PegiBrunoFeatured By OwnerJan 7, 2014Hobbyist Digital Artist
A furry can be an anthro artist, a cartoonish artist, an artist who draws ferals as long as you claim yourself a furry. A furry can also draw humans too. But its only when you feel like being a furry and claim to be one, I think.
I don't consider myself a furry I just happen to have a feline character to represent myself online. I don't feel that I am her, she's just my "logo" and a way to express myself. A cat because I love them but that's as far as it goes. Many of my clients do happen to be furries so I do draw quite a few but I do not consider myself one as I don't partake in the community other than drawing.
I agree with your take on it completely. I think being "a furry" is more of a self-identification label than anything else. Some people who draw furry art may be furries, because they identify with that, while others (such as myself) may just be people who happen to like drawing cartoon animals.
If drawing anthropomorphic animals is all it takes to make a person a furry, then by that logic, Walt Disney, Chuck Jones, Don Bluth, and a dozen other artistic professionals who happen to include that stuff in their repertoire are "furries."
If you draw/appreciate anthropomorphic art, you're a furry in my eyes. That's all I see the term as. Someone who appreciates anthropomorphic art. I don't see why people get all flustered when they get called a furry for drawing anthro art, it's just a name. And one not meant to insult at that.
I think some people get flustered because there are some negative connotations associated with the term but obviously there are furries who are perfectly pleasant, not creepy people too so I don't think the term should automatically be considered negative.
That said, I just personally feel it's inaccurate to label anyone who draws/appreciates anthro art as a furry. By that logic, Walt Disney and Chuck Jones would be considered furries. And I suspect the average person wouldn't consider that to be an accurate label for them.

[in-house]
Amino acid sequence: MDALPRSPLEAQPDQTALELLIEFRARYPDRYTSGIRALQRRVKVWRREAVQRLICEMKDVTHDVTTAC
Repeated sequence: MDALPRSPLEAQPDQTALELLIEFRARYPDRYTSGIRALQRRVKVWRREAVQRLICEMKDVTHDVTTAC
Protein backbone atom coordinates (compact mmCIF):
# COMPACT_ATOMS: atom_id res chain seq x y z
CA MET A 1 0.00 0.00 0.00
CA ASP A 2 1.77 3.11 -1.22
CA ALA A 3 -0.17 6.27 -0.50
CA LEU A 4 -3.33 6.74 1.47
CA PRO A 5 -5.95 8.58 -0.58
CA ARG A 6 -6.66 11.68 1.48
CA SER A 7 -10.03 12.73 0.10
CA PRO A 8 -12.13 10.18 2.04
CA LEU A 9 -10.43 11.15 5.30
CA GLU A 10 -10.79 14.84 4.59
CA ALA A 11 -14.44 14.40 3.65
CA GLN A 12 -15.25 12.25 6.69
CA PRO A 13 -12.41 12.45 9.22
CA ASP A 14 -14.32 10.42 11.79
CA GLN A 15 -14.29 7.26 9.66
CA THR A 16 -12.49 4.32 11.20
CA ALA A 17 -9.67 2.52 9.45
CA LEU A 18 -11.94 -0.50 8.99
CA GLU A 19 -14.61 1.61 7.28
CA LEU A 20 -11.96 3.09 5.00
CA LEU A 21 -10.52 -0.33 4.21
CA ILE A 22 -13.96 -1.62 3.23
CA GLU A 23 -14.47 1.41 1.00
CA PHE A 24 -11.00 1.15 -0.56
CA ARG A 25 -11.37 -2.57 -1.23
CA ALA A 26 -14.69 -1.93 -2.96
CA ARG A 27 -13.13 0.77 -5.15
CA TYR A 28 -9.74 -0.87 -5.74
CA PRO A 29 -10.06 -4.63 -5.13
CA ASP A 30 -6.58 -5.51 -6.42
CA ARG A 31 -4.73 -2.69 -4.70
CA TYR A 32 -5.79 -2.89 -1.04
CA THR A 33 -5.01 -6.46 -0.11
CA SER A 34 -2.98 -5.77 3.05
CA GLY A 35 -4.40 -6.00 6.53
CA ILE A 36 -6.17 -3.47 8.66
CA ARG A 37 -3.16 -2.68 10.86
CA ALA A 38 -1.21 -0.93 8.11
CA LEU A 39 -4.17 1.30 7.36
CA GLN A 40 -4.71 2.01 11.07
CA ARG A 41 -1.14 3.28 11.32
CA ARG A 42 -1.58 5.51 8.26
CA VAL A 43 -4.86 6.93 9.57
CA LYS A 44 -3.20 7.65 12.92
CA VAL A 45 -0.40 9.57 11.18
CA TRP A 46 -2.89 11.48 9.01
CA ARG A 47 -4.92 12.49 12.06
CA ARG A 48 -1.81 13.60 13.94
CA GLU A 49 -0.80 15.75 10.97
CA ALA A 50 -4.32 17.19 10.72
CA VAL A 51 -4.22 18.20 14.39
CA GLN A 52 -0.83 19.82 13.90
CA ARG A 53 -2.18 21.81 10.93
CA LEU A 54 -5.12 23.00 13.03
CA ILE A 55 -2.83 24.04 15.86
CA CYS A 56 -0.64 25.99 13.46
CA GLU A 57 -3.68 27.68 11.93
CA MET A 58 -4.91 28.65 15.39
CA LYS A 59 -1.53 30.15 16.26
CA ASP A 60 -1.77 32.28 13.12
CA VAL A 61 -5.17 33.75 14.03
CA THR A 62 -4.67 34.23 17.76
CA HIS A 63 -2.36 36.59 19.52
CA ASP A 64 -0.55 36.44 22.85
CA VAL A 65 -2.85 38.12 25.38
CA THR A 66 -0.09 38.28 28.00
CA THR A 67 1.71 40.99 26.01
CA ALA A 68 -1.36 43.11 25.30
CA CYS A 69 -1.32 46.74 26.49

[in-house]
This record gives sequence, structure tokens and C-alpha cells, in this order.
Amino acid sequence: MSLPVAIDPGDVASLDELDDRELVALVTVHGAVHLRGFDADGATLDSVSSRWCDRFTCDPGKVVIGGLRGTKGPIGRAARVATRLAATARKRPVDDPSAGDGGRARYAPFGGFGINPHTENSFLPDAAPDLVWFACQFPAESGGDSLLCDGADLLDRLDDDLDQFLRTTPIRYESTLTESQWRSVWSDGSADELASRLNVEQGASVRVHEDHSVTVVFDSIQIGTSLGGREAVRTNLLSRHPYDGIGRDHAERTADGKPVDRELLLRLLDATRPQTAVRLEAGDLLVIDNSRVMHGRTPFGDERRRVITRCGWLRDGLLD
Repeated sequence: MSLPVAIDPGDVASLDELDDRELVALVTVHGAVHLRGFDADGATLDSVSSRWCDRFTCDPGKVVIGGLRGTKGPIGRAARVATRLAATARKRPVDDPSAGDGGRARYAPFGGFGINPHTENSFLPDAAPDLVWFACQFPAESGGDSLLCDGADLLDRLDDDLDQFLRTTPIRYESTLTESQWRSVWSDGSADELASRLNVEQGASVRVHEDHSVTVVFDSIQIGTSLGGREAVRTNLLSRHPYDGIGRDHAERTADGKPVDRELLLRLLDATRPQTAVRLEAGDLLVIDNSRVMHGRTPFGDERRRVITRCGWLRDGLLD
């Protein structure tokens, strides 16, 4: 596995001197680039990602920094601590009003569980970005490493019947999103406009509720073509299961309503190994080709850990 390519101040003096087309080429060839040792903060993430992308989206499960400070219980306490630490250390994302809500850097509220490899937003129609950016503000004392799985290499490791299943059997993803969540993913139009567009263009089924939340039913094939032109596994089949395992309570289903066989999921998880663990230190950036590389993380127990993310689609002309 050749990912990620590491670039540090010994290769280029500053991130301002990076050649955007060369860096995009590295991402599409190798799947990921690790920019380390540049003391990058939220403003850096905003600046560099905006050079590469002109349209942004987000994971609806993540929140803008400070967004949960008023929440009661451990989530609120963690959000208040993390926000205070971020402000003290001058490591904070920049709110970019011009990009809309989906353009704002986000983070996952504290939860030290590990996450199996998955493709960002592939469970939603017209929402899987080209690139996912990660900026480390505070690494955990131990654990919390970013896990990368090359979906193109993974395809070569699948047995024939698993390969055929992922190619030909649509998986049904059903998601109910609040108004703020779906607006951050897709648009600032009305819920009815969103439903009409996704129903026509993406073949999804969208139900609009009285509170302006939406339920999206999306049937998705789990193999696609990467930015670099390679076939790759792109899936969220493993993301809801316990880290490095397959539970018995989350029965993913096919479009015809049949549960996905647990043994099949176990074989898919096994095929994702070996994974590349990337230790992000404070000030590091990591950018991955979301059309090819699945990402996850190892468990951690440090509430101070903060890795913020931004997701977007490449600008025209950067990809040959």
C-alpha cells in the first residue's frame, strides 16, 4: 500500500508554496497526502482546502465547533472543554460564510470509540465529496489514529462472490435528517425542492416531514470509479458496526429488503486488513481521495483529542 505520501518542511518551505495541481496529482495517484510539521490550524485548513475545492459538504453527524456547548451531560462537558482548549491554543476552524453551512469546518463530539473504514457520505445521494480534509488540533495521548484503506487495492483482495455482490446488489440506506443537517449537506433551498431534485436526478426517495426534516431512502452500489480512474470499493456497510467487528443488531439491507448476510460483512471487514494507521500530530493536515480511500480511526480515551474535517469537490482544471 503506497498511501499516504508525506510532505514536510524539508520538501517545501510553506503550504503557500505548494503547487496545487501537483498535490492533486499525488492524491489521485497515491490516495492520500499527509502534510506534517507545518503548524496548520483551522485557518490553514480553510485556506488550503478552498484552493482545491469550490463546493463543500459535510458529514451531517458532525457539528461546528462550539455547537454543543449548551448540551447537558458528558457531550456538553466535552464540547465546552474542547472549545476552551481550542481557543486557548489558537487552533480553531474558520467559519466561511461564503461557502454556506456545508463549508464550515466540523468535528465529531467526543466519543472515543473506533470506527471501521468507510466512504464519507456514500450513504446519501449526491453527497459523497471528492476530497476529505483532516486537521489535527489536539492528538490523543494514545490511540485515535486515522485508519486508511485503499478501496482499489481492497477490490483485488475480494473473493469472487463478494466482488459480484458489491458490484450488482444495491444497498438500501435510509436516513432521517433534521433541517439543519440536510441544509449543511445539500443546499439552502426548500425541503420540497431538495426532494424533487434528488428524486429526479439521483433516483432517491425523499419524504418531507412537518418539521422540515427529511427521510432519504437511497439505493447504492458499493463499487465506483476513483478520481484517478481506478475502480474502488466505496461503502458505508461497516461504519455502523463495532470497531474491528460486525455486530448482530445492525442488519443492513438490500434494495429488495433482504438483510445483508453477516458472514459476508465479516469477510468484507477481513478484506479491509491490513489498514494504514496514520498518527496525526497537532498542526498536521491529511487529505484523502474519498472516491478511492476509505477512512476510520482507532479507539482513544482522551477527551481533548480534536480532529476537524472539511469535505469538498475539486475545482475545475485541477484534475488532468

I think being a "furry" encompasses more than just drawing/liking anthro art. I'd consider a furry to be someone who self-identifies as such, and typically may identify strongly with their "fursona" (perhaps sometimes more strongly than with their human self). It seems to be more of a lifestyle than just an aesthetic appreciation of particular artistic subject matter.
I say this as someone who regularly draws "furry" art but don't identify with the label for myself. I don't mind interacting with the furry community at all, as they're a fantastic audience for my art, but I admittedly do feel a bit out-of-place in it on a more in-depth level because I don't necessarily identify with the lifestyle/philosophical aspects of the community. To me, anthro animals are just a fun thing to draw rather than an intrinsic aspect of my identity or a rejection of my own humanity.
Well, let me fix what I said, someone who appreciates/draws anthro art AND has a fursona. Personally, it annoys me when someone says they have a "character representation" of themselves but "Theyre not a fursona because Im not a furry!" No, if you have an animal, that represents you, it's a fursona, and you're a furry. That's pretty much how I see it.
But on that note, I dont really see Walt Disneys characters as anthro.. maybe its from the style they're drawn in xD
Like, for example, Dali isn't me. He's a male dog and his personality differs from mine. I may use him as something of a cartoon stress ball or something to draw but he doesn't really represent me because... he isn't me, if you get what I mean. Think of it as Walt Disney drawing Mickey Mouse, who isn't him obviously (even if he voiced him once or twice). Dali is just a character I made up to draw and experiment with, not a character I made to be me. Sure, I may adopt a few features from myself to make his design more 'realistic' in some images (i.e. eye bags) but this is an on-off thing.
I use other characters to 'represent myself' so are they my 'fursonas' too? I also have personas (i.e. human characters from a story I'm writing) but, alas, I'm no good at drawing them, hence why I mostly focus on Dali and animals. Not because I view myself as an animal.
Totally not after a fight or anything, I'm just legitimately curious on your views on what I call 'mascots' because I always view fursonas as animal versions of a person, with a few exaggerated features. This is why I think this topic is a bit hard to pin down, because everybody's definition of what is a furry or fursona differ.
Truly sorry for the tl;dr wall of text. I'm pretty hopeless at explaining myself sometimes. lol
I see a fursona as a consistent character that you will always use to truly represent you. I have a fursona, a few actually but even I occasionally use my normal characters to represent my feelings. Thats normal.